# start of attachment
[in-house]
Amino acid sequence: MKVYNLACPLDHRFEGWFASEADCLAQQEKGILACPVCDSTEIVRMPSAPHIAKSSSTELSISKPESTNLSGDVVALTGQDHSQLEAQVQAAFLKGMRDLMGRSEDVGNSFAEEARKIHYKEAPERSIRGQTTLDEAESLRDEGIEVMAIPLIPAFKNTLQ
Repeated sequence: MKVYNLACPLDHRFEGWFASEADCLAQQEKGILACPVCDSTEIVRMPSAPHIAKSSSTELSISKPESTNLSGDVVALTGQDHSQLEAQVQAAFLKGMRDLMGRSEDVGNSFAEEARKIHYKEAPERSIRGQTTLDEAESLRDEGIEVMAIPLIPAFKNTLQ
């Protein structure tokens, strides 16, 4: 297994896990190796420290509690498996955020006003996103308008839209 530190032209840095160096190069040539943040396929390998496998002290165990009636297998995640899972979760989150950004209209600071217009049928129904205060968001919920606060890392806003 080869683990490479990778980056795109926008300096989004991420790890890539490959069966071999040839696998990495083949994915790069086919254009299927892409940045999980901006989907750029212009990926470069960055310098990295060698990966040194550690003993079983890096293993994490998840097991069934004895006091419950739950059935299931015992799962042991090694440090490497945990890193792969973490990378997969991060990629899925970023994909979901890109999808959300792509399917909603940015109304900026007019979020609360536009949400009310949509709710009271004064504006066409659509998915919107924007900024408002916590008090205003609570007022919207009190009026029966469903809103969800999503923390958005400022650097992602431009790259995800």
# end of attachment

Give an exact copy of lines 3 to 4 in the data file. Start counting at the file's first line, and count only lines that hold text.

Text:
Repeated sequence: MKVYNLACPLDHRFEGWFASEADCLAQQEKGILACPVCDSTEIVRMPSAPHIAKSSSTELSISKPESTNLSGDVVALTGQDHSQLEAQVQAAFLKGMRDLMGRSEDVGNSFAEEARKIHYKEAPERSIRGQTTLDEAESLRDEGIEVMAIPLIPAFKNTLQ
């Protein structure tokens, strides 16, 4: 297994896990190796420290509690498996955020006003996103308008839209 530190032209840095160096190069040539943040396929390998496998002290165990009636297998995640899972979760989150950004209209600071217009049928129904205060968001919920606060890392806003 080869683990490479990778980056795109926008300096989004991420790890890539490959069966071999040839696998990495083949994915790069086919254009299927892409940045999980901006989907750029212009990926470069960055310098990295060698990966040194550690003993079983890096293993994490998840097991069934004895006091419950739950059935299931015992799962042991090694440090490497945990890193792969973490990378997969991060990629899925970023994909979901890109999808959300792509399917909603940015109304900026007019979020609360536009949400009310949509709710009271004064504006066409659509998915919107924007900024408002916590008090205003609570007022919207009190009026029966469903809103969800999503923390958005400022650097992602431009790259995800």